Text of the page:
Showing posts from January, 2017

Ocado trials fruit-picking robot

Ocado trials fruit-picking robot By Zoe Kleinman Technology reporter, BBC News January 31, 2017 Online grocer Ocado has shown off a soft robotic hand that can pick fruit and vegetables, without damaging them, in its warehouses. The firm has an automated warehouse in Andover, Hampshire, where robots select crates containing specific items that make up customer orders. They are currently brought over to a human team for selection but, in future, the hand could replace them. Also in development is a humanoid maintenance robot called SecondHands. It will work alongside a human colleague to maintain the warehouse. SecondHands, the robot maintenance technician, with its human colleague The fruit and vegetable picker is part of a five-year research EU-funded collaboration between five European universities and Disney called Soma (Soft Manipulation), said Ocado spokesman Alexandru Voica. The demonstration device is an early prototype, he said. "

Uber Partners With Daimler in a Step Toward a Driverless Future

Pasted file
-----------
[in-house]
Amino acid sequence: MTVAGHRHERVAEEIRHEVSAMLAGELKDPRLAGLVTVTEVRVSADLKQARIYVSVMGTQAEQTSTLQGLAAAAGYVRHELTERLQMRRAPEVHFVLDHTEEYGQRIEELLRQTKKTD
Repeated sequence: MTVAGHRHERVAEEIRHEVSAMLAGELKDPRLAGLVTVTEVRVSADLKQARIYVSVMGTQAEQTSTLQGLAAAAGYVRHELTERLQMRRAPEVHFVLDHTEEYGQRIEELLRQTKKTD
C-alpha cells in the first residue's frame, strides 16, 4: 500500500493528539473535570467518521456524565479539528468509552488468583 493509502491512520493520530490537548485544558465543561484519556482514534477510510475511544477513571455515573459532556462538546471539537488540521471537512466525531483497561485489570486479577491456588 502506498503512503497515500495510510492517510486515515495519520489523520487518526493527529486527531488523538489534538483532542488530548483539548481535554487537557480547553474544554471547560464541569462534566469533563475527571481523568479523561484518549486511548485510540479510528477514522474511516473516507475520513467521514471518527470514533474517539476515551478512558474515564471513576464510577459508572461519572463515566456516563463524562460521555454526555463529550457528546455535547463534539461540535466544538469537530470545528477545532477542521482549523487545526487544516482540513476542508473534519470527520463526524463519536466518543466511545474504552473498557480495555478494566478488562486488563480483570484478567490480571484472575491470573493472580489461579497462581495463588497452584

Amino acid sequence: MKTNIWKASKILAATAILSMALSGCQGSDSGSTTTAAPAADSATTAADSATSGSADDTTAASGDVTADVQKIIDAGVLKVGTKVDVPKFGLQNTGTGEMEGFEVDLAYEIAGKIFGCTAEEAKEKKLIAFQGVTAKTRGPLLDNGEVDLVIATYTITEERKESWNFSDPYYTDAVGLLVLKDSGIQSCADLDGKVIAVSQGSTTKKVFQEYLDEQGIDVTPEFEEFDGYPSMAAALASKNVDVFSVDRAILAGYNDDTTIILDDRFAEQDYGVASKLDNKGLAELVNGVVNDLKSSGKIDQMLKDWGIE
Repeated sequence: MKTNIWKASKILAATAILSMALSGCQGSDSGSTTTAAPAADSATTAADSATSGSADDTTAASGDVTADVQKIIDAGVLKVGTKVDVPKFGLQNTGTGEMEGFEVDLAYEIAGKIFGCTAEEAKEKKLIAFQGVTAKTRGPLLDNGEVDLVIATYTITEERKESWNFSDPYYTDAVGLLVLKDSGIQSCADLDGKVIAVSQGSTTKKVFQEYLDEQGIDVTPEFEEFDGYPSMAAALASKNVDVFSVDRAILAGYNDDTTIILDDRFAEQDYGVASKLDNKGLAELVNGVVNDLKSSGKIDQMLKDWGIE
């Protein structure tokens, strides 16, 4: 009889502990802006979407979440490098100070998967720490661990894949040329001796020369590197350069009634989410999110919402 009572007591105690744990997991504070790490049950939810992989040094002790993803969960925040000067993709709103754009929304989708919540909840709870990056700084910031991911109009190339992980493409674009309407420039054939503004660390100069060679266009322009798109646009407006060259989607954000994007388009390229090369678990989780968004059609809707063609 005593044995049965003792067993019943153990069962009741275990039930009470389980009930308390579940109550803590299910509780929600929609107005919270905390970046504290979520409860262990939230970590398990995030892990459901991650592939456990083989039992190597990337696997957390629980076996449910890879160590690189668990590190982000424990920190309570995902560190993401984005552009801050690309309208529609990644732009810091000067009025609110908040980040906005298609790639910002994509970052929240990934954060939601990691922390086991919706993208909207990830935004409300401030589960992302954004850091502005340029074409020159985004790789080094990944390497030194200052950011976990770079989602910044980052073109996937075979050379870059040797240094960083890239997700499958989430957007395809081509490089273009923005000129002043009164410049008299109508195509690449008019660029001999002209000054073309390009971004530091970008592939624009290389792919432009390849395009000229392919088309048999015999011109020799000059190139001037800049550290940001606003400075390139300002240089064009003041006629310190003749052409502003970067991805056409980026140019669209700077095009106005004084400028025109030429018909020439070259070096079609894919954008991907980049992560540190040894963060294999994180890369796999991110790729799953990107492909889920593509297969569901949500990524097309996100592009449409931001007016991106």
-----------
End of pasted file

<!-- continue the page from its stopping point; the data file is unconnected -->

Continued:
Uber Partners With Daimler in a Step Toward a Driverless Future By MIKE ISAAC JAN. 31, 2017 SAN FRANCISCO — Uber is one step closer to its dream of a self-driving future — with a little help from a new partner. The ride-hailing company announced on Tuesday a partnership with Daimler, under which the German automaker plans to build autonomous vehicles that will operate on Uber’s transportation network. The move marks the first time a major automaker will provide its own self-driving vehicles — built entirely in-house and without Uber’s help — specifically to operate on the ride-hailing company’s network. The agreement is not exclusive, and Daimler may produce autonomous cars for Uber’s competitors, while Uber can also bring other automakers onto what it calls its “open platform” for ride hailing. The two companies said they expected Daimler’s self-driving vehicles to reach Uber’s network “in the coming years.” “Auto manufacturers like Daimler are crucial to our st